While Catholics have had much success in discerning individual charisms, such as through the Called and Gifted programme offered by the Catherine of Siena Institute, in general, Catholics are pretty lousy when it comes to group or community discernment. There is a lack of true discernment on a community-level, and Catholics find it difficult when it comes to identifying those in the community who have the unique spiritual gifts ordered to the various ministries of service in the Church. This leads to people joining ministries or communities, not after a process of discernment, but for superficial reasons – oh my spouse is here in this ministry and so I would like to be with her. These reasons in themselves may not be bad, and I use the terms ministry and community interchangeably here, as there are interwoven together, as one cannot exist without the other. Nonetheless, as the person has not spent time in discerning his or her gifts, charisms, strengths, and weaknesses, after joining a ministry or community, may actually be drained by it, and find themselves wondering why they joined it to begin with as it has proven to be a fit that was not the right fit for them.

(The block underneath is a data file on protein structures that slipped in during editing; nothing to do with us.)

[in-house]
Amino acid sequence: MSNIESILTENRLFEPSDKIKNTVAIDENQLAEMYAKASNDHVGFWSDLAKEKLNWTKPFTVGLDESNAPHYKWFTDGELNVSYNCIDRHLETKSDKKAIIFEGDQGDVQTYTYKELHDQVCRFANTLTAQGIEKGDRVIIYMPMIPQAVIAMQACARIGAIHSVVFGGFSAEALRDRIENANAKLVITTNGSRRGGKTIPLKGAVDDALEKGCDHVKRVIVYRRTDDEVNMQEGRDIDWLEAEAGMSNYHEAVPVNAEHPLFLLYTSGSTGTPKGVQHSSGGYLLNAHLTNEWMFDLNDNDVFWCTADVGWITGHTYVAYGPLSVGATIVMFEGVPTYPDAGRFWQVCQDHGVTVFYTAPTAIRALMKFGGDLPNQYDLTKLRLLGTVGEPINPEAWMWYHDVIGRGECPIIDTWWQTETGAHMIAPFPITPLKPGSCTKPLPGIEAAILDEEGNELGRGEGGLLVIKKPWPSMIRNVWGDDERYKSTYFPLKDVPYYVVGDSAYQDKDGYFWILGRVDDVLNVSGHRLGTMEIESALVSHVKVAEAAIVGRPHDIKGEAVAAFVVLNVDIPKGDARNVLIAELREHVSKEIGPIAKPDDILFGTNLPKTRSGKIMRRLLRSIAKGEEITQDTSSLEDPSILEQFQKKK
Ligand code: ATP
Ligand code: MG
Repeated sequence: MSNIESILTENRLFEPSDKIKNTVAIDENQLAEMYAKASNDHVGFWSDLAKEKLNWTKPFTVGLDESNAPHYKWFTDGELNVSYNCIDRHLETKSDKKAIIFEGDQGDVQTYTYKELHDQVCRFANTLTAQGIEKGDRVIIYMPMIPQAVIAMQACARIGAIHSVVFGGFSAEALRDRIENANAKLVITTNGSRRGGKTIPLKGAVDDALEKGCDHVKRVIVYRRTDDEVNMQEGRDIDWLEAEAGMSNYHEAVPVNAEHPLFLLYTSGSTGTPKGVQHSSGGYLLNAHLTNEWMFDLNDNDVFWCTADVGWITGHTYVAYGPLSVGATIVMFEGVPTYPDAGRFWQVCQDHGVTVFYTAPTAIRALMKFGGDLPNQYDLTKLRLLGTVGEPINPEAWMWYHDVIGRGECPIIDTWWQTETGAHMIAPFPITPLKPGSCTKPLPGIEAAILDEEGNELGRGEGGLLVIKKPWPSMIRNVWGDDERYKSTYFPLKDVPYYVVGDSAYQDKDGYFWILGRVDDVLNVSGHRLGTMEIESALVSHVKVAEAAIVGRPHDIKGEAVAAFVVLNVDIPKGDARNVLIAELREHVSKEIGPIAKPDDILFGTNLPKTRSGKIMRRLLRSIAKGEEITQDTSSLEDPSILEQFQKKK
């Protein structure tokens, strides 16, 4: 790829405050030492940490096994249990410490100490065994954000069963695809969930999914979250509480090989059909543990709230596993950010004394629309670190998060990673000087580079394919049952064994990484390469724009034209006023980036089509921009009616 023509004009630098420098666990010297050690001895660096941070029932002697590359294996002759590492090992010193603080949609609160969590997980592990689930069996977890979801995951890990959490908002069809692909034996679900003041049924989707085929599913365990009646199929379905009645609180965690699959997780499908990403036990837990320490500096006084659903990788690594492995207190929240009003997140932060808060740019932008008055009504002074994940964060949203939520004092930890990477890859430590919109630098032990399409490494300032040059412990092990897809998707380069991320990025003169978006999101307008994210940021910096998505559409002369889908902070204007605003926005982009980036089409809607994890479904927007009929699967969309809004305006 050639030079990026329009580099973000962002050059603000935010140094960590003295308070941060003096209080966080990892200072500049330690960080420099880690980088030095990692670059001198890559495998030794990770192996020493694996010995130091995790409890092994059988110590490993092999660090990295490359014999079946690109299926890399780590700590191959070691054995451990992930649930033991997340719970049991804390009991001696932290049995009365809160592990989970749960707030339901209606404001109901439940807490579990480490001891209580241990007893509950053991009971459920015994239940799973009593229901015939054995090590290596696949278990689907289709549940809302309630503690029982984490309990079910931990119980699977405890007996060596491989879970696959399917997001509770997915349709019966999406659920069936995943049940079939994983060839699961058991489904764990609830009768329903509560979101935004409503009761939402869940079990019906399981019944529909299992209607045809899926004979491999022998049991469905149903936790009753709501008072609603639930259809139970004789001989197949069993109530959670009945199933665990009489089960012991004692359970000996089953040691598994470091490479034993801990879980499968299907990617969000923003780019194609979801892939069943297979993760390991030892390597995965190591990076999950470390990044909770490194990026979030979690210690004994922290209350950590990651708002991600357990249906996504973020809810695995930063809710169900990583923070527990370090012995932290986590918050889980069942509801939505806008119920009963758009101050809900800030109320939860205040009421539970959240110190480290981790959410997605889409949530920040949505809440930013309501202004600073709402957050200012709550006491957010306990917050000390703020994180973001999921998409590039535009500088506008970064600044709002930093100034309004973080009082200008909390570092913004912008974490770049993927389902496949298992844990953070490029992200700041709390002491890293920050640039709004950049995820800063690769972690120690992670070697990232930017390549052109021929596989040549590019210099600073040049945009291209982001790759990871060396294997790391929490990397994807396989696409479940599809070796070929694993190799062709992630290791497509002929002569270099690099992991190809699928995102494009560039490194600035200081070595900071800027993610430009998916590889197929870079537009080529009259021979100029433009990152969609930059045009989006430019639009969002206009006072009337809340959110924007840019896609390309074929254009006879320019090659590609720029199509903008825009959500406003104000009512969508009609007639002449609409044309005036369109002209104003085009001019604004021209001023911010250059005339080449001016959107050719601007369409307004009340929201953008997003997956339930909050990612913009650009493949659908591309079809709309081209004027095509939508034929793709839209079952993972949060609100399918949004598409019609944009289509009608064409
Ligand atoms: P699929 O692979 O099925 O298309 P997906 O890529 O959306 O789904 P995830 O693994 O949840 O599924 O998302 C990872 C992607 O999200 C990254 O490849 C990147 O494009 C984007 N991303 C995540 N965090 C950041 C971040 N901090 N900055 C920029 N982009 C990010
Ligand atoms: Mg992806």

There is also a lack of spending time and getting to know the community. While there are superficial gatherings of the people when the time comes for them to function as the Liturgy functions, say the lectors meet every week on a Sunday Mass, and carry out their ministry dutifully, the ministries are simply that – functional. There is no attempt to build bonds or to get to know each other on a deeper level, and the sharings, if any, stop short on the surface. We rarely know the hobbies of a another person in ministry, their struggles, and their achievements, what drives them, what energises them… the ministry or community has not yet attained to a level of honesty or vulnerability that may allow them to be candid about their struggles say with sin, or their emotions about certain situations and circumstances.